The Right to Repair movement has evolved from a simple idea into a full-fledged campaign, with numerous states enacting measures to enhance the rights of consumers and businesses who use various technologies daily. Let's take a moment to assess the current status of this movement and explore what it means for businesses.
While sitting all day might sound appealing at first glance (after all, who doesn’t like sitting?), it’s not something that our bodies are designed to do. Sitting, as a result, can have considerable negative consequences on our overall health when done in excess. It doesn’t have to be hard to fit a workout into your day, though; you can do these simple desk-ercises right from your office to combat the creep of becoming too sedentary.
On September 15, 1997, Google registered its domain and began its climb to the top of the search engine ladder. It began as a simple search engine, but since then it has seen immense growth as it continues to develop platforms and services through its parent company, Alphabet. There is a certain nostalgia attached to Google Search, and the company regularly includes little tidbits with the feature that people find fun: Easter Eggs.
Technology often finds its way into pop culture, especially television shows that showcase just how technology has impacted people’s lives. It’s something we can all relate to, as we have lived through a time that has seen exponential technological growth, making for some quite popular television shows that span genres. Let’s take a look at three shows that any technology enthusiast will find interesting.
Pets do weird things every so often… like laying on top of keyboards or sidling up next to computer monitors. If you’re not careful, your furry companions might accidentally cause a lot of damage to your technology. Some studies have indicated that pets cause around $3 billion worth of damage to technology annually—pretty shocking stuff. Let’s go over how you can minimize the chances of this happening to you.
As the world’s most popular search engine, Google has been known as an innovator for a long time. Google’s worldwide popularity has even turned its name into a verb: “to google,” or to search for something using Google. Despite its rather prestigious reputation, the developers at Google still know how to have a good time, as evidenced by their wide array of hidden Easter eggs.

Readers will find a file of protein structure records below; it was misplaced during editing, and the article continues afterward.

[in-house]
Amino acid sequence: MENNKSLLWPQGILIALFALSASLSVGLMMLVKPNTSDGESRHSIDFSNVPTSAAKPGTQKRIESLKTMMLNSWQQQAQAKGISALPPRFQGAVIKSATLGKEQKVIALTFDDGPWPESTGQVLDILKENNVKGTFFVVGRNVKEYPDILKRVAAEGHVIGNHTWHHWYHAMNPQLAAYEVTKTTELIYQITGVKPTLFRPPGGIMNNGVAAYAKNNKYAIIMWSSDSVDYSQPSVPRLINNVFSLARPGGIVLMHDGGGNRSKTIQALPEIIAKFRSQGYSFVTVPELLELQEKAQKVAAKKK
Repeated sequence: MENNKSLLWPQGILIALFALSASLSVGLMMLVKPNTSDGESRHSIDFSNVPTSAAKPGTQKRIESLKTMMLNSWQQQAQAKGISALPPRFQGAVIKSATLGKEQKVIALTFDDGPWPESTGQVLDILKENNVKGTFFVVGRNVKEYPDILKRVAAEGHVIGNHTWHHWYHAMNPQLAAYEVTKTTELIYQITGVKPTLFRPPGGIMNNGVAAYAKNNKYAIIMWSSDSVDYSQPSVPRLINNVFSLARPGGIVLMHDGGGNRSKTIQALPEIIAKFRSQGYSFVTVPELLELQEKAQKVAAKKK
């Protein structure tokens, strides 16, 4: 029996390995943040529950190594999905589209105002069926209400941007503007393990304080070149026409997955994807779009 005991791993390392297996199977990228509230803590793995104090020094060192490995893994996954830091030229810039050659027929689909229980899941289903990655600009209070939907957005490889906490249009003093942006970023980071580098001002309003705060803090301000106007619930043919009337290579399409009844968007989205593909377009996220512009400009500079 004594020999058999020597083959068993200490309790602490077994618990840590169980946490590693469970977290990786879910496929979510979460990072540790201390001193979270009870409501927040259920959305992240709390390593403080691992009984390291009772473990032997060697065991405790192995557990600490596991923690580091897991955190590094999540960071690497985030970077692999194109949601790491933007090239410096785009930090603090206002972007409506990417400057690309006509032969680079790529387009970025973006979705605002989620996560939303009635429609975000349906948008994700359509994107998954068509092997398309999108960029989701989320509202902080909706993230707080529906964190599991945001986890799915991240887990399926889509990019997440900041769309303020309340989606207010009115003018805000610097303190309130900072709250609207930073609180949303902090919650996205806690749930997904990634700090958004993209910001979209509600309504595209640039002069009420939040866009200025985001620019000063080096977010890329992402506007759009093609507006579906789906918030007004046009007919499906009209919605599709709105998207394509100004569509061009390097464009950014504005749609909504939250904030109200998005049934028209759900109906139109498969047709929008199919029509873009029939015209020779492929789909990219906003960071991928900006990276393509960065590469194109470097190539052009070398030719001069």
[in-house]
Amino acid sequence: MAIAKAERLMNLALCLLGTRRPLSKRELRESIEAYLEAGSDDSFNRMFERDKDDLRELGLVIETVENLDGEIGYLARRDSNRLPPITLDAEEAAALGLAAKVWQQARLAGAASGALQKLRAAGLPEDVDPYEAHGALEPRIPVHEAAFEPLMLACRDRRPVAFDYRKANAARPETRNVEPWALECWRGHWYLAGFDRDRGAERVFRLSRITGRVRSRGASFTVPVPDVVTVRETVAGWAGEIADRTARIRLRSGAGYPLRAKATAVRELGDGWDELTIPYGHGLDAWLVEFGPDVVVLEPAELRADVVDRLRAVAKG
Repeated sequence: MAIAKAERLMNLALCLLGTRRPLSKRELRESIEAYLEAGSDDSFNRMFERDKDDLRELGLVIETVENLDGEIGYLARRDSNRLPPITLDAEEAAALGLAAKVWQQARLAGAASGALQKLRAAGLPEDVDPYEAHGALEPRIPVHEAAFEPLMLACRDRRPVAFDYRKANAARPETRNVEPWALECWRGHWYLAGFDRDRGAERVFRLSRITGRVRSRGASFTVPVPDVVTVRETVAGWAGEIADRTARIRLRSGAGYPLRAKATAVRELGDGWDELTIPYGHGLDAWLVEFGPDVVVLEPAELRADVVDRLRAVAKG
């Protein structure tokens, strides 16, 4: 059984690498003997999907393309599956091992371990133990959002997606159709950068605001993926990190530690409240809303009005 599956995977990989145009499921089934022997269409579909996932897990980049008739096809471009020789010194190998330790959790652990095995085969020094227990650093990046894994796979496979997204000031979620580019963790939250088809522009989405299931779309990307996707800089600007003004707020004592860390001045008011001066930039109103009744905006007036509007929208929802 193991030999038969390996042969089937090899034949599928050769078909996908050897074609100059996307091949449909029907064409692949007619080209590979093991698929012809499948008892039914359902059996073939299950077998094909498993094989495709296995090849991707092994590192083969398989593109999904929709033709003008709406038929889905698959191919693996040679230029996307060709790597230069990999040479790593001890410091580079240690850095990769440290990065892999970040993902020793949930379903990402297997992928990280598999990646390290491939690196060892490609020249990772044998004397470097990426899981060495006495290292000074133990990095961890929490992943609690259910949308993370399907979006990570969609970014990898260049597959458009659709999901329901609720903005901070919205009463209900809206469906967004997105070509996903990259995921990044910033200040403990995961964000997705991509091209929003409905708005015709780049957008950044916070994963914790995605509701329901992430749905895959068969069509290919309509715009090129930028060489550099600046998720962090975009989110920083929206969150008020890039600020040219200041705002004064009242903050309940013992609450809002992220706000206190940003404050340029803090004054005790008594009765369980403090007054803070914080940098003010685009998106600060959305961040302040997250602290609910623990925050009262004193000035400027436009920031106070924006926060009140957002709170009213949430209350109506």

Technology has changed the way that healthcare is delivered to patients, and it has helped to stabilize costs, increase access, and personalize the care delivery process. That said, these innovations have led many to question the privacy of patient data, bringing the issue front and center. Let’s take a look at how IT has changed the way that the healthcare industry functions in regard to data privacy.
Some high-profile business owners are notorious for having daily routines that build good habits, like going to the gym or waking up early, but more often than not, the stressors of day-to-day business build bad habits that compound on each other over time. Therefore, it is imperative that you address this now and develop good, productive habits.
It is undeniable that technology has become ingrained into our workplaces, and perhaps even more so into our daily lives—particularly considering the events of the past few years. This is likely why it is so surprising when a large tech company bans a user for some activity on their platform.
With all that is happening today, this surprise has largely turned into outrage over whether or not these companies can really ban people over what they share on the platform. Let’s go over the situation to try and glean from it some answers.
Spoiler alert: it isn’t good news.
On September 7th, 2017, it was made public that Equifax had suffered one of the largest cybersecurity breaches in history, and as a result, had left 145.5 million consumers in the United States vulnerable to identity theft. Due to a website application vulnerability, the personally identifiable information of these people was exposed from May until July of that year.
In light of the coronavirus outbreak that swiftly swept across the globe, there have been efforts made by many telecommunications companies to make life easier for their customers. These customers are likely holed up at home, working remotely if possible. One way or another, they are going to want Internet access, and in a show of solidarity, numerous ISPs and cell carriers are delivering.
While the major holiday shopping days have passed us by, many people are still looking for that perfect gift often using the Internet to find it. While online shopping is certainly more convenient, it can also be dangerous. To help keep you safe this season and beyond, we’re reviewing a few practices to protect your identity while shopping online.